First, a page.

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Tear Jerker: Ultimate Spider-Man
Ultimate Spider-Man gets a few, but one of the most poignant is after J. Jonah Jameson fires Peter. After a run-in with the Kingpin's goons (during which Spider-Man saved him) and a fierce phone call from Aunt May, Jameson walks to Peter's house late at night and waits for him to return. He sits with Peter on the stoop and gives a heartfelt explanation of why he snapped and fired Peter when he asked what was so wrong with Spider-Man. Jameson, in a rare sympathetic moment, tells Peter that a few years ago his son, who meant the world to him, was killed in a NASA shuttle accident. The agency sealed everything off as classified, and Jameson didn't even get a body to bury. He says that his son was a hero, that men like that are real heroes, and that people like Spider-man just cause chaos. Even though the reader (and obviously Peter) disagree with him on that issue, it is such a heartwarming yet simultaneously heart-wrenching moment of weakness and grief from the grouchy old man that no one can hold it against him, topped off by Jameson rehiring Peter and telling him that he'll assign him to Ben Urich so that he can learn what reporting is really about.
And Jameson's realization that he was wrong about Spider-Man, something that sadly could never happen in the mainstream series thanks to Status Quo Is God.
In Ultimate Spider-Man when Spider-Man dies. Crosses into Fridge Horror if you believe that both the Ultimate Peter Parker and the Mainstream Peter Parker share many of the same traits.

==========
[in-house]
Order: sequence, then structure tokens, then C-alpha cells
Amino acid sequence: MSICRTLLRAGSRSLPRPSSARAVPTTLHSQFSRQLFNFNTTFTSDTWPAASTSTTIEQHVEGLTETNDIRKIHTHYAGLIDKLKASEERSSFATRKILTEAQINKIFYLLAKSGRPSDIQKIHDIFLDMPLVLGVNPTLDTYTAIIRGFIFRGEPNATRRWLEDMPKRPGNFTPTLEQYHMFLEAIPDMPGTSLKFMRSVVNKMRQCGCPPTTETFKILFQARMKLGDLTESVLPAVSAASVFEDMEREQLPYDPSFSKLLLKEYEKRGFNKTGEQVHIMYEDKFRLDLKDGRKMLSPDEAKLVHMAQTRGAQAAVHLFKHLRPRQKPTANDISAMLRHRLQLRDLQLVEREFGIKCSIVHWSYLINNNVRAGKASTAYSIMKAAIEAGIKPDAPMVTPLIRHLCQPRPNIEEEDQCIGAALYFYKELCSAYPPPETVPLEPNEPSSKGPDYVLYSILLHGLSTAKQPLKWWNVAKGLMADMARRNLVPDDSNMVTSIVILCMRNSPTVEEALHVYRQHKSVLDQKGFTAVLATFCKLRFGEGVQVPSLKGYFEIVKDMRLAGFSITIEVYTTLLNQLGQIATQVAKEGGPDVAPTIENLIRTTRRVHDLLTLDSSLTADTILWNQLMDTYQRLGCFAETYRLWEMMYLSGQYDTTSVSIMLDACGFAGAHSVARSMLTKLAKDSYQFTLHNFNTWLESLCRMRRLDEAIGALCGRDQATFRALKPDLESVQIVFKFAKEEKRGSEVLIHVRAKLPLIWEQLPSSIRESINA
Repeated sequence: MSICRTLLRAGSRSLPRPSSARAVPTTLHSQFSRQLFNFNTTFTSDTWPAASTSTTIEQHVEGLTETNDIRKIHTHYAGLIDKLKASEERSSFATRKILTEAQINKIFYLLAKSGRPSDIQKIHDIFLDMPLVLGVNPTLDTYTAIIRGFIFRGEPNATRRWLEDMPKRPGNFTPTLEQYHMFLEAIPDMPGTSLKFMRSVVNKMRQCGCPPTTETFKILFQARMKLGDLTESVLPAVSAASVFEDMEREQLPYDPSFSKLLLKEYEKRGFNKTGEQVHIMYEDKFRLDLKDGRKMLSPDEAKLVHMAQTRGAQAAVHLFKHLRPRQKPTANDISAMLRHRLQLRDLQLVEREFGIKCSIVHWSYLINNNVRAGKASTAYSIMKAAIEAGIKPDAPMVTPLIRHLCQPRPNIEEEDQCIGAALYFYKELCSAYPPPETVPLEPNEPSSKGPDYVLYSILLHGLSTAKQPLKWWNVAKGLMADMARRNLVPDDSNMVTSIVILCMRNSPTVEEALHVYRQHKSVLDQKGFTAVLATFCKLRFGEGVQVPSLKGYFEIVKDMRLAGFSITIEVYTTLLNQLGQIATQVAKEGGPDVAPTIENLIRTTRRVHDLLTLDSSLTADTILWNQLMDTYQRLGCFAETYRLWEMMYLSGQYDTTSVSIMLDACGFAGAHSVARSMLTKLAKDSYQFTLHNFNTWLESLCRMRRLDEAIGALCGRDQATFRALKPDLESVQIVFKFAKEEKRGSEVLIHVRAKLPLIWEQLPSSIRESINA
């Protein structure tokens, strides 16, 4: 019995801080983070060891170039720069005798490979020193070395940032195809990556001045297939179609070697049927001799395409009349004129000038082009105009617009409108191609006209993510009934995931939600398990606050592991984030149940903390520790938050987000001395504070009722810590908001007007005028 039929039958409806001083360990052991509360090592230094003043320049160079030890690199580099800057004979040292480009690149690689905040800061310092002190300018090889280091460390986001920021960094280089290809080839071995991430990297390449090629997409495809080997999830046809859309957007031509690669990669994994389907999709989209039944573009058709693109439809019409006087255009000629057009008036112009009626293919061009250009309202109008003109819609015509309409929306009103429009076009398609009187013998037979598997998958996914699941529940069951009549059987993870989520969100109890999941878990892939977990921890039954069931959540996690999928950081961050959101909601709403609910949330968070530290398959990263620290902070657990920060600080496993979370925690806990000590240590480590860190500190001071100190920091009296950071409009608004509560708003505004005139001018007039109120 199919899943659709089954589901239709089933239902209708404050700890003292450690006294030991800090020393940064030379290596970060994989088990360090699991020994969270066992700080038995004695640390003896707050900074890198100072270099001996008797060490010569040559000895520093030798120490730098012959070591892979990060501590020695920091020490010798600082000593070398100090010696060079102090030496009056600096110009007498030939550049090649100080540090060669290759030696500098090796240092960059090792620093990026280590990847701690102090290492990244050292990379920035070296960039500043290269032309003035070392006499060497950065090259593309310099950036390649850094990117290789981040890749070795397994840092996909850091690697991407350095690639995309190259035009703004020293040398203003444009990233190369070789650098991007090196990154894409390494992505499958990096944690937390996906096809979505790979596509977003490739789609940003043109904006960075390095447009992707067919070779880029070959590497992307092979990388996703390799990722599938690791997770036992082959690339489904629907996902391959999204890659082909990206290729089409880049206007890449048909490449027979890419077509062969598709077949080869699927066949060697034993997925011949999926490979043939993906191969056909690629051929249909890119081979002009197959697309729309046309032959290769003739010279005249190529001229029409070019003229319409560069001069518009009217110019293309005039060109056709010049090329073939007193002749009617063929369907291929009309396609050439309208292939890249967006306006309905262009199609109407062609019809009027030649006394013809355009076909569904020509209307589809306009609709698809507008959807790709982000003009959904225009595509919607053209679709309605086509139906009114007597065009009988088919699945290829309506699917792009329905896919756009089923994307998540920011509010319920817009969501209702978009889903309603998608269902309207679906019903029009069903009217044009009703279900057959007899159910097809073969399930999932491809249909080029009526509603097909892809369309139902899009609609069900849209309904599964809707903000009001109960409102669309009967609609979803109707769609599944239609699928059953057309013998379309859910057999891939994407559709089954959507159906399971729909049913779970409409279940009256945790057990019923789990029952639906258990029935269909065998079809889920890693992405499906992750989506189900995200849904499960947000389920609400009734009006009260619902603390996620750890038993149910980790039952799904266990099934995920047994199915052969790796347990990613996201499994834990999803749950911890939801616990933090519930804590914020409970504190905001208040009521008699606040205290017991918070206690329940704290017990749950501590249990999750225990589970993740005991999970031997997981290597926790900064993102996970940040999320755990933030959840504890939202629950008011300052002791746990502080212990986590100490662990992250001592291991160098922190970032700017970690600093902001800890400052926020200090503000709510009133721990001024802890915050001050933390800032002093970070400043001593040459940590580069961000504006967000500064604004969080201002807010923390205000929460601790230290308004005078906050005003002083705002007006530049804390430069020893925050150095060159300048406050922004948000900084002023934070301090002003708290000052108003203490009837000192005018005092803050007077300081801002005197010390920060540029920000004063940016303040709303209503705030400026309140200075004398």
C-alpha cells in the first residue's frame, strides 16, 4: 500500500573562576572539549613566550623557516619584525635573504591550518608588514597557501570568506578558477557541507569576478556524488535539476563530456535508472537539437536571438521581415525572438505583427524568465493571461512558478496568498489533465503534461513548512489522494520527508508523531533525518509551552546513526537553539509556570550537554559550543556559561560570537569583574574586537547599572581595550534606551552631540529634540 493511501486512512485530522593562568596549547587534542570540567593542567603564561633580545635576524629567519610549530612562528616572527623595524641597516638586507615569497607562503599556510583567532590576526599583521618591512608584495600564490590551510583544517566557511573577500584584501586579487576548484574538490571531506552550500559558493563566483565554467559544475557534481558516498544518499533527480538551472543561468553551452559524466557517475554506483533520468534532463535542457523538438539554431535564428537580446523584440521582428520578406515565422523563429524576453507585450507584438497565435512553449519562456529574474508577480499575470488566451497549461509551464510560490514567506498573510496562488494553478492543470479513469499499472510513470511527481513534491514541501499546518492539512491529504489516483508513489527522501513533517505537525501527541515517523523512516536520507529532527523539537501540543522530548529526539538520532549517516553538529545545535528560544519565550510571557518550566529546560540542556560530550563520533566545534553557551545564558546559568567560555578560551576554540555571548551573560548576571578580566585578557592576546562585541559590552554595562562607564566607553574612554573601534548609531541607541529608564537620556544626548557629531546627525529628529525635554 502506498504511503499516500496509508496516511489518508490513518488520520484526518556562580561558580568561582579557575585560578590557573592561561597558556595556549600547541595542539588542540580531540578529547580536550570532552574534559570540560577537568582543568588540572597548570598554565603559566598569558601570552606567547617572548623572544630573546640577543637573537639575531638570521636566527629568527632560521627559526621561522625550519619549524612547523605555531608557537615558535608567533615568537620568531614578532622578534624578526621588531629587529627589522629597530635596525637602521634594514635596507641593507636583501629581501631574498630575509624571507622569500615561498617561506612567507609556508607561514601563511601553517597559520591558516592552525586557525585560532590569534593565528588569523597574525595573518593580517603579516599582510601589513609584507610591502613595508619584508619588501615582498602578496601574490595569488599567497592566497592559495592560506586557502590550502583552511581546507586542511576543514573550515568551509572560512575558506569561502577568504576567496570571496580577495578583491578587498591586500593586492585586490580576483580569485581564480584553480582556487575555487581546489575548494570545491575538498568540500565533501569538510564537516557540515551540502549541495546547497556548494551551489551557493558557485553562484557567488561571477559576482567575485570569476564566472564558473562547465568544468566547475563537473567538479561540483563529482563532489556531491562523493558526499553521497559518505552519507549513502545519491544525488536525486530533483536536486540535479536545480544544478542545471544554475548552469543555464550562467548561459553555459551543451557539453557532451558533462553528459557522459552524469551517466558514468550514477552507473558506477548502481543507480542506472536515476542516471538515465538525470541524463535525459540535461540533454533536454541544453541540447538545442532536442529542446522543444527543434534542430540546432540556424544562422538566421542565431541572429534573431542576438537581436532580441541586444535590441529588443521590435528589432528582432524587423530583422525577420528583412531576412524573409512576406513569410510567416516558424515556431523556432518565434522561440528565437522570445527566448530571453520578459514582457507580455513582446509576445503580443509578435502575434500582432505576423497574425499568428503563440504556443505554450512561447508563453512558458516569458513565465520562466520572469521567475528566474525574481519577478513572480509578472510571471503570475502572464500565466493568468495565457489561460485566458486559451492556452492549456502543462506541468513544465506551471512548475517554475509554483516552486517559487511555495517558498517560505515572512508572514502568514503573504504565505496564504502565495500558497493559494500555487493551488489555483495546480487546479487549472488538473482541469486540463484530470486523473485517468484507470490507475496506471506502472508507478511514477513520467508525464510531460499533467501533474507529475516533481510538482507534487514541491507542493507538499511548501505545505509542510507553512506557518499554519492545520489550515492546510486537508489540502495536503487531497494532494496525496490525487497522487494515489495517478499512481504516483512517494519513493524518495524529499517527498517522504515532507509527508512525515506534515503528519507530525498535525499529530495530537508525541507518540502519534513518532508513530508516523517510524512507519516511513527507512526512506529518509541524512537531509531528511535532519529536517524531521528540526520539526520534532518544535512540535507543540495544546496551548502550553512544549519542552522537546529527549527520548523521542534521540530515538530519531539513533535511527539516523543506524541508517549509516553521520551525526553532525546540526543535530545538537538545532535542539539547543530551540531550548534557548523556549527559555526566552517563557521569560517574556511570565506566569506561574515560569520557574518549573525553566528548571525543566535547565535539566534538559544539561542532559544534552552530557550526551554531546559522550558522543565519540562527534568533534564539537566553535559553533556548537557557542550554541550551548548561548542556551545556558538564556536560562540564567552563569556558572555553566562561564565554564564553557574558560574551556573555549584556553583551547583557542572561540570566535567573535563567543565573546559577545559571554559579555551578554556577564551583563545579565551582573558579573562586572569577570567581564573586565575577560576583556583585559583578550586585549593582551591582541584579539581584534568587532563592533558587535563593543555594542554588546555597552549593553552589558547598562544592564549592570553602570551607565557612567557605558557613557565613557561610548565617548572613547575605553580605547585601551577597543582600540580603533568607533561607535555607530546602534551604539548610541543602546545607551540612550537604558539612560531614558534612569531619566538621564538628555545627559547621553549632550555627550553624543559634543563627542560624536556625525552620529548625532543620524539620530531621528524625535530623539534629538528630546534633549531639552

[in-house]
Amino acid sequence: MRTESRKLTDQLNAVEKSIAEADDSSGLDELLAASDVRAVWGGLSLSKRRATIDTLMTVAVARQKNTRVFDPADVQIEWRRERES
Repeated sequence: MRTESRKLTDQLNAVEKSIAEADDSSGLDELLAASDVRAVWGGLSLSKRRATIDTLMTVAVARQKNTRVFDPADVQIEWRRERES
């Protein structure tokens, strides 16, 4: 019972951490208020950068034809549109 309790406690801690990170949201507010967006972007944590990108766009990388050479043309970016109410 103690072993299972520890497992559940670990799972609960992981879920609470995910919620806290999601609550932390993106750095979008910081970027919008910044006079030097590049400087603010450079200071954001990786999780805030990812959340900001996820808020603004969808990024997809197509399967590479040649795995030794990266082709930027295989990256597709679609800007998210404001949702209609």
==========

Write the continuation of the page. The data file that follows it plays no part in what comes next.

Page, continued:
All of Ultimate Fallout. Everyone's reaction to Peter's death is emotional. Captain America QUITS over it, Nick Fury also feels responsible, and the city of New York mourns, to the point that thousands pay their respects at the funeral.
Mary Jane: "What are you going to do to me...?"
Nick Fury: "I loved him." Mary Jane looks at him in shock. "I met him when he was just a baby. His parents were working on a project for us."
Mary Jane: "You knew his parents?"
Nick Fury: "Yes."
Mary Jane: "I-I didn't know that."
Nick Fury: "When his parents died, I wondered if I there was any way I'd be able to do right by them. And then I was so excited when he had the accident that gave him his powers. Now I could do something. I was grooming him, you know. I was so sure he would grow up to be the man his father wanted him to be and so much more. This brave, one-of-a-kind genius little boy. I should have taught him more, I should have slowed down the world so a boy like him could become the man he was supposed to become."
Mary Jane: "I didn't know you knew his parents." Nick Fury pauses and she continues. "Okay I won't-I'm not going to send out anything I wrote. I didn't know.'
Nick Fury: "I understand you're looking for someone to blame for this...my point is...you blame me...and I came to tell you...you're absolutely right.*tear goes down his cheek*"
The first Fallout issue is this for pretty much every page.
When Aunt May invites Gwen to live with her and Peter, and Gwen just throws herself into her arms and starts to bawl.
The lottery. Every single kid there is gifted, but whether they're going to get a decent chance depends on whether they're lucky enough to be picked from a lottery.
Miles mother dying in his arms is heart wrenching. Made worse the next day when he wakes up to realize the nightmare was real.
Spider-Men features the exchange where 616 Spider-Man meets Ultimate Aunt May and Gwen Stacy. They're naturally asking lots of questions about their counterparts, and when Gwen asks Peter what she's like in his world, he hesitates for a moment, then just smiles and tells her that she's awesome.